Shares of GameStop (NYSE:GME) extended their torrid recent gains on Wednesday as a horde of traders rushed to buy the video game company’s stock in attempt to crush short-sellers and drive its price to astronomical levels.
As of 1:25 p.m. EST, GameStop’s stock price was up a shocking 125%.
Yet the stock’s incredible rally could be nearing its end.
GameStop’s shares are now up nearly 1,700% so far in 2021 — and it’s still January. An epic short squeeze is believed to be fueling the rally — one led by an army of individual traders that are using social media sites like Reddit and Twitter to coordinate their strikes against short-sellers.
By buying heavily shorted stocks en masse, these bear slayers are driving up their price. Short-sellers, in turn, are suffering staggering losses.
To stem the bleeding, many short-sellers — including multibillion-dollar hedge fund Melvin Capital — have been forced to exit their positions. This requires that they buy back the stock they sold short, which has likely helped to drive GameStop’s price even higher.
The short squeeze has even caught the attention of Tesla CEO Elon Musk and venture capitalist Chamath Palihapitiya. On Tuesday, Musk sent his 43 million Twitter followers a link to a popular Reddit message board that many traders have used to hype GameStop’s stock. Palihapitiya, meanwhile, went so far as to say on Twitter that he bought GameStop call options, which is essentially a leveraged bet that its stock price would continue to rise.
While no doubt amusing to Musk, Palihapitiya, and the legion of GameStop bulls who have enjoyed the stock’s incredible ascent, the steep rally in its share price might not last much longer.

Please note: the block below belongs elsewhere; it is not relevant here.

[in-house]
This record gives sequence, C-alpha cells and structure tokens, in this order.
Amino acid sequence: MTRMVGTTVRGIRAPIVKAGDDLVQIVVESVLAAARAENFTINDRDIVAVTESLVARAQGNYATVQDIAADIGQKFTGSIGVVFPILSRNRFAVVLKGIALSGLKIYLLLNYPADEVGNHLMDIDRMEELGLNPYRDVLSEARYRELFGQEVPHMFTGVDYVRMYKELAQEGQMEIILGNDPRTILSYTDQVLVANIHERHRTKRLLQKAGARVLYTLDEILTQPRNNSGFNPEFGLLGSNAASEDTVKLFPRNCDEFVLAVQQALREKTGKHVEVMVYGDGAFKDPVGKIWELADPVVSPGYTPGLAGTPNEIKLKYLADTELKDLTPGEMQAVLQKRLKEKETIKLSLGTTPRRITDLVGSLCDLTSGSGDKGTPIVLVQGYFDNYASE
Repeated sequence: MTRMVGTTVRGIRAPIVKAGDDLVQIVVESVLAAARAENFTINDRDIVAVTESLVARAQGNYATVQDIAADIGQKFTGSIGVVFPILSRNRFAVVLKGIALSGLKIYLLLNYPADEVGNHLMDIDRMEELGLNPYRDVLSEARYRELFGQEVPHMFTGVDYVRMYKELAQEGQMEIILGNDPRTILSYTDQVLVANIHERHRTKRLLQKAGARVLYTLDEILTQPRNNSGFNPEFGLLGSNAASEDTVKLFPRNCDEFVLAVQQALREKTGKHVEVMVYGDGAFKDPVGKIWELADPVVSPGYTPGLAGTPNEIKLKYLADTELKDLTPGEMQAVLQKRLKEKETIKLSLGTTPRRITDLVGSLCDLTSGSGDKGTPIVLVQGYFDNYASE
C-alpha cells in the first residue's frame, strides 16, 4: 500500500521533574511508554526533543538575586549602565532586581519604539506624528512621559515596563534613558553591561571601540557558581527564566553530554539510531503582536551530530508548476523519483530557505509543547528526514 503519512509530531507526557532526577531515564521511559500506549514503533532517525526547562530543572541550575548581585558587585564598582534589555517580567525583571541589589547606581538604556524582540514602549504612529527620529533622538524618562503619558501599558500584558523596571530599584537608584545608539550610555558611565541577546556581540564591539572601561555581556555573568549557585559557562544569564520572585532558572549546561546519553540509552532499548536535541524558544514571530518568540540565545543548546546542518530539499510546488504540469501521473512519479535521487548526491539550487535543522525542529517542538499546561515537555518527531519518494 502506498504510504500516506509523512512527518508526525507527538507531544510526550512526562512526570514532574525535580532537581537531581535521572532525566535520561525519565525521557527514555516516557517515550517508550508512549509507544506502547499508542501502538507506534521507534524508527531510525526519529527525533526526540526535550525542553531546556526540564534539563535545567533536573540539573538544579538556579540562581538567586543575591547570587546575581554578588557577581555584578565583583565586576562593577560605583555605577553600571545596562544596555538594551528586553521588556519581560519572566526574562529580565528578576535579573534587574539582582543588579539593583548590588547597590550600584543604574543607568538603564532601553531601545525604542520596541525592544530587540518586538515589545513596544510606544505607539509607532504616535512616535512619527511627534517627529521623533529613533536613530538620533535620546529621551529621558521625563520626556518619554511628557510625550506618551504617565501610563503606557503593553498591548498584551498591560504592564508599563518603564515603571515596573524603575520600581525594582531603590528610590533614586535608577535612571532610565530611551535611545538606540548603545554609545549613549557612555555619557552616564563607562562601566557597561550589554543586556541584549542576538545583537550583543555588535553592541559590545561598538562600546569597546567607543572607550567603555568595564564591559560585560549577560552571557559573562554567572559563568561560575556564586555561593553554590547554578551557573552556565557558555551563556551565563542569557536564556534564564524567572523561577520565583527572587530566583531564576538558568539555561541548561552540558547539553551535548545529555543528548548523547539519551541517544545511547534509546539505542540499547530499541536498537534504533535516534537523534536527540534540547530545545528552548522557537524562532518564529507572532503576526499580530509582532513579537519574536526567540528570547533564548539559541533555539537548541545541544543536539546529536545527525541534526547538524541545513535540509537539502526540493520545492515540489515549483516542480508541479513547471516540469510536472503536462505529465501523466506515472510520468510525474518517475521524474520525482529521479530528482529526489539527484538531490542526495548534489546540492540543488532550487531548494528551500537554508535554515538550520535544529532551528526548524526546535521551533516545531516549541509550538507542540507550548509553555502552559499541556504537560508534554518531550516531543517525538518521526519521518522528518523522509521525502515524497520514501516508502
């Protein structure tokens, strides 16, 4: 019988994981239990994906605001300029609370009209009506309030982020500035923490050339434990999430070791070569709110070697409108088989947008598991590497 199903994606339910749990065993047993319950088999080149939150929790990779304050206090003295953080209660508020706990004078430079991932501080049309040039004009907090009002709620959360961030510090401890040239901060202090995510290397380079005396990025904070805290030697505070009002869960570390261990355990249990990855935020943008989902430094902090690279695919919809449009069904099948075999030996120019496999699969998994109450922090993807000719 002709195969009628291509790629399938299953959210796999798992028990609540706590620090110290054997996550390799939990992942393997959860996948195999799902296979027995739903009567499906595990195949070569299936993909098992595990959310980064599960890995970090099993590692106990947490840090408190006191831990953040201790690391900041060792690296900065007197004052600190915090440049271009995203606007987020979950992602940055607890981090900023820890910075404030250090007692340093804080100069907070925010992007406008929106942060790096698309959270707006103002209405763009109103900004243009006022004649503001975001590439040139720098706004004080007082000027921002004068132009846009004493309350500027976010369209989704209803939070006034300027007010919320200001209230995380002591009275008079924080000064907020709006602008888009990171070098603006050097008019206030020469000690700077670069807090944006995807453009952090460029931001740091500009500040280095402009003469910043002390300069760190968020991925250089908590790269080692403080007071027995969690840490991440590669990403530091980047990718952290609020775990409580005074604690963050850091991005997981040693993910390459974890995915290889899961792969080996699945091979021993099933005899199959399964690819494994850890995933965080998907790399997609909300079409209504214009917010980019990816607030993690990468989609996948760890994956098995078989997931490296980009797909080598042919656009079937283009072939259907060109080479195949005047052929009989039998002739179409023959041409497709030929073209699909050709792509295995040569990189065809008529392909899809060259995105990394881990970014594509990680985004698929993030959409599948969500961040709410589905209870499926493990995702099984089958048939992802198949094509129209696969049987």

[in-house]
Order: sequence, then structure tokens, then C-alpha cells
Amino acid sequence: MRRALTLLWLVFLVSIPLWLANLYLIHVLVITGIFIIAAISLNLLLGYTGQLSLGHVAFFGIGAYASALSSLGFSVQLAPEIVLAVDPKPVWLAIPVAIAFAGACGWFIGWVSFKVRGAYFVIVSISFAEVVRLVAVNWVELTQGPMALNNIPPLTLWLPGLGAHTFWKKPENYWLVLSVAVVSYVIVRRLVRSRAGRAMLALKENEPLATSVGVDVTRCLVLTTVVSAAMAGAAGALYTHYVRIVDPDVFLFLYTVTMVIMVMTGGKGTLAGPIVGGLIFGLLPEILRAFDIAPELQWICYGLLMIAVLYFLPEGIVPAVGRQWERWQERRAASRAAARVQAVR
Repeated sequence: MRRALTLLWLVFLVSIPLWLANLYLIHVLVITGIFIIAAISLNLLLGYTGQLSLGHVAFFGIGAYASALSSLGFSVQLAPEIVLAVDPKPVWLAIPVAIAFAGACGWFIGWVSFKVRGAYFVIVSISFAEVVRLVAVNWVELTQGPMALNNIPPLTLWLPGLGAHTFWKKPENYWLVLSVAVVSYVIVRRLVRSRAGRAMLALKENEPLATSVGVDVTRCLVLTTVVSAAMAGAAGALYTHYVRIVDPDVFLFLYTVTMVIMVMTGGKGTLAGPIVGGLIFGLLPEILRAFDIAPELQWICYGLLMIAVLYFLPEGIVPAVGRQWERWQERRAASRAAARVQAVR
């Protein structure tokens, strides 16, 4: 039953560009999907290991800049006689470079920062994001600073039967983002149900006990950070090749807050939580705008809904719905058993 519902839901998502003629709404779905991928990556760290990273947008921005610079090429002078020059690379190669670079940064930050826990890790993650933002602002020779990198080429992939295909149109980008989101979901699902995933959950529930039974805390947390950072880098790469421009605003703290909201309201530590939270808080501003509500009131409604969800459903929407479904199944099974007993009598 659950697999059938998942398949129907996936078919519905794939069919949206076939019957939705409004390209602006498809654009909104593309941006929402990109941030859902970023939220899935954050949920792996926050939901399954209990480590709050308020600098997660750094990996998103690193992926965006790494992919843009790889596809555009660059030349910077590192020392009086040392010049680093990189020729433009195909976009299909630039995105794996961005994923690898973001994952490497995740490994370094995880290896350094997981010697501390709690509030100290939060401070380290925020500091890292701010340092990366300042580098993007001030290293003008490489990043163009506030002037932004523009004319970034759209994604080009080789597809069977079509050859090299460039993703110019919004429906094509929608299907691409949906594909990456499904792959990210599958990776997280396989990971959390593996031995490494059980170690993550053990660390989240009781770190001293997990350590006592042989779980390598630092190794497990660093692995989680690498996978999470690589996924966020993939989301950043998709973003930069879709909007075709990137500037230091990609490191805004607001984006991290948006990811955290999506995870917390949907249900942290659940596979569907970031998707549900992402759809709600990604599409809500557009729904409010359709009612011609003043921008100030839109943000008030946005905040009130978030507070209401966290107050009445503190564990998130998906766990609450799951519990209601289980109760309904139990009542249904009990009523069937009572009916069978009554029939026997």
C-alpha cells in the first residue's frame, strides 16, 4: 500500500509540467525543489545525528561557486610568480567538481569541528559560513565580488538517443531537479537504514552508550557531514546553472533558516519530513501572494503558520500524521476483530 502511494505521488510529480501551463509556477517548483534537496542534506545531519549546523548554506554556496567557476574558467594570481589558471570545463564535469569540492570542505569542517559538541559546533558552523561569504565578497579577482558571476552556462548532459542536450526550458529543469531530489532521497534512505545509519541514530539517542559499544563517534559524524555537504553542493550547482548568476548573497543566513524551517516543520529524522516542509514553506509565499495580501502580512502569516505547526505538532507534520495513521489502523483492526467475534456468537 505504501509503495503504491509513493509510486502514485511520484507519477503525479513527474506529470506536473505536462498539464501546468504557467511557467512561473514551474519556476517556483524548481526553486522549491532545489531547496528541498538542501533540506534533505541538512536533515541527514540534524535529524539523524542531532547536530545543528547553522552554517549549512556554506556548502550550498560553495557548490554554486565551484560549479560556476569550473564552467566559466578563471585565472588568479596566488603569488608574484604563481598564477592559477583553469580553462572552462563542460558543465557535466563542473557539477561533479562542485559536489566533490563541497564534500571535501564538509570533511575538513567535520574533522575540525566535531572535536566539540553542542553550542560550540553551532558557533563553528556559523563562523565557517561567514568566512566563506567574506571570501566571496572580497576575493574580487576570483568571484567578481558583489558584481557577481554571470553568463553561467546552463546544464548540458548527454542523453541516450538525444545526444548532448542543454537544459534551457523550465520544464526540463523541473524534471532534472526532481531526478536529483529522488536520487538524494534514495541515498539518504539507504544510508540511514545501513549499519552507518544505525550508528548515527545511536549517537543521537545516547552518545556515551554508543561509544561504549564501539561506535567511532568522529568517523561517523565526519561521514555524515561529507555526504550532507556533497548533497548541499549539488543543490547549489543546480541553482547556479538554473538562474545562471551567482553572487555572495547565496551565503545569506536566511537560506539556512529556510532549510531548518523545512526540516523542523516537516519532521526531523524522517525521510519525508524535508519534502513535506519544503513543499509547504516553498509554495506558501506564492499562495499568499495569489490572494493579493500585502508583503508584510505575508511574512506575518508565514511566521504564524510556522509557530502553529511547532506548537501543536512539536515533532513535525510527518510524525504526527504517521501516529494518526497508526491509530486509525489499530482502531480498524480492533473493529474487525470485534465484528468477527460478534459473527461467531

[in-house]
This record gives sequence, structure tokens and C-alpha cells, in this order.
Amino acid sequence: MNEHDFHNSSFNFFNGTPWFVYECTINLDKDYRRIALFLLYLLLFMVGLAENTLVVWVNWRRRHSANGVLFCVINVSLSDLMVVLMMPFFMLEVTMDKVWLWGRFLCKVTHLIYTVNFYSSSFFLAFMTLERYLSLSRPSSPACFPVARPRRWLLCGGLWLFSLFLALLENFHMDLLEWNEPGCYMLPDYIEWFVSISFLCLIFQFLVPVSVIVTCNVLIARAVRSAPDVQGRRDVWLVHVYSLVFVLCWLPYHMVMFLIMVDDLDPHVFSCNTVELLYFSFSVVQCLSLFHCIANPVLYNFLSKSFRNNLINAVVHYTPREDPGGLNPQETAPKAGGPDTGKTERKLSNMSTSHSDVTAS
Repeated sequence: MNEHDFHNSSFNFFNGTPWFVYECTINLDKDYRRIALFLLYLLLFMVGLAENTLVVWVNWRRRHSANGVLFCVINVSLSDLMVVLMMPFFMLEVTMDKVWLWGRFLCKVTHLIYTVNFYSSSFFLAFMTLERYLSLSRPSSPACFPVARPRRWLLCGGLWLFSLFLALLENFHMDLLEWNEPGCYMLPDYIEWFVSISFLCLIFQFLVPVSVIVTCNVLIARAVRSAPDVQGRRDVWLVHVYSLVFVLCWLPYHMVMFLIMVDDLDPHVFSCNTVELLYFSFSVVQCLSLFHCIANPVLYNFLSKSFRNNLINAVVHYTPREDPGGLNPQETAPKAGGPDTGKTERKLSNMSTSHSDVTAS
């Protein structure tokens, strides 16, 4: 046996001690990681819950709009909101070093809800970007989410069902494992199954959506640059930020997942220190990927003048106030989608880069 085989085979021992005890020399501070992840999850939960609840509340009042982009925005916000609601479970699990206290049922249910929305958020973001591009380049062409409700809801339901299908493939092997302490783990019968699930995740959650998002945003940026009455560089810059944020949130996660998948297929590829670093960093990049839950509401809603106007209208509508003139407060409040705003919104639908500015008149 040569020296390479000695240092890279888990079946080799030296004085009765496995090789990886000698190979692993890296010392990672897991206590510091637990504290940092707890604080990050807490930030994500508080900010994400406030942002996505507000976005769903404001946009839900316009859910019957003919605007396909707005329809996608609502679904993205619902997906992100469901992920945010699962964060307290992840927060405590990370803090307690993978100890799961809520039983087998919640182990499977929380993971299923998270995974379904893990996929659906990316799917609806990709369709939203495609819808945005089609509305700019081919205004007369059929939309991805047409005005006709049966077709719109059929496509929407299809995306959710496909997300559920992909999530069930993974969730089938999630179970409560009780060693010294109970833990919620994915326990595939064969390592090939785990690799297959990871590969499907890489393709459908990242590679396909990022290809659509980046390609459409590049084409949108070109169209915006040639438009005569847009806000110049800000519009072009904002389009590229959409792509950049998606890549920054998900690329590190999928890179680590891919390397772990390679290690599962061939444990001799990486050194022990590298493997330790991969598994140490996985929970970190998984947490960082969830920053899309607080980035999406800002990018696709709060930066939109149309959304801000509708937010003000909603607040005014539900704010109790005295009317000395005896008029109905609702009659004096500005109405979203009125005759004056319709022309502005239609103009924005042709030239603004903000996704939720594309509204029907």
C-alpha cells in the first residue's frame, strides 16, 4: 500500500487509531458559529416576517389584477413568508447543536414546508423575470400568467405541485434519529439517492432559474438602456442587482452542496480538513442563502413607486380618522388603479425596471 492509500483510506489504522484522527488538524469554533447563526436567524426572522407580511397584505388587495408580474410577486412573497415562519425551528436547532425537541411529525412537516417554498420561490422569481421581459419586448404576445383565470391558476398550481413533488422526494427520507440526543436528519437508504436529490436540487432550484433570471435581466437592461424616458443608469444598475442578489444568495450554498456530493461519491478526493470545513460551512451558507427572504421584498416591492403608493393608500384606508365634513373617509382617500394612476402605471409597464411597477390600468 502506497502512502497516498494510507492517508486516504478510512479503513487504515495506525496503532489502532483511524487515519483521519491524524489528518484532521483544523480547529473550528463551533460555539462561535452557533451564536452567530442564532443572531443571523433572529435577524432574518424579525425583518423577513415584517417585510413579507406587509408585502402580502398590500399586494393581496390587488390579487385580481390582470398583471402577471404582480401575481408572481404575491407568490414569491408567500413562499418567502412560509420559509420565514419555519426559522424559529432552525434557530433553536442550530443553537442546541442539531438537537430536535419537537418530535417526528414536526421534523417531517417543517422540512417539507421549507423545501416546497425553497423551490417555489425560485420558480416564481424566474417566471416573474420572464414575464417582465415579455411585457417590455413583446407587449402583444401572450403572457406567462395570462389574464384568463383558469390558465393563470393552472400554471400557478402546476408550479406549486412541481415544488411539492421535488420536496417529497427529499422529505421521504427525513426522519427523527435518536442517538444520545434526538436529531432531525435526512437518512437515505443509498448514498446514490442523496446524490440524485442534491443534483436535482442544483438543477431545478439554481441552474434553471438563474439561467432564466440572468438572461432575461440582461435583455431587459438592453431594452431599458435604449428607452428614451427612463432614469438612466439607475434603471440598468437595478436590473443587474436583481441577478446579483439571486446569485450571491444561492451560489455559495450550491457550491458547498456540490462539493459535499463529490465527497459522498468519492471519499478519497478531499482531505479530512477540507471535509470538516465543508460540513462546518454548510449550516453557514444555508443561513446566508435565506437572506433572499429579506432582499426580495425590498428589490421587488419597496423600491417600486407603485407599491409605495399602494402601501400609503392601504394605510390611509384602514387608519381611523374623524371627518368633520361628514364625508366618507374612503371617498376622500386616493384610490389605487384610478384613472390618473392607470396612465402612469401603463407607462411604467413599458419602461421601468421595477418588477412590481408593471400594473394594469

On Wednesday, Bank of America analyst Curtis Nagle reiterated his underperform rating on GameStop’s shares. He expects GameStop’s upcoming earnings report to remind investors of the company’s formidable challenges, including the shift to digital game downloads and the enormous pressure this will place on its preowned and collectibles businesses. Thus, Nagle argues that the game retailer’s share price could plunge as much as 97% to $10.
With so much potential downside, those who have profited from GameStop’s ascent may want to consider taking profits. And investors who haven’t yet purchased shares will likely be best served by staying well clear of GameStop’s stock.
This article represents the opinion of the writer, who may disagree with the “official” recommendation position of a Motley Fool premium advisory service. We’re motley! Questioning an investing thesis — even one of our own — helps us all think critically about investing and make decisions that help us become smarter, happier, and richer.
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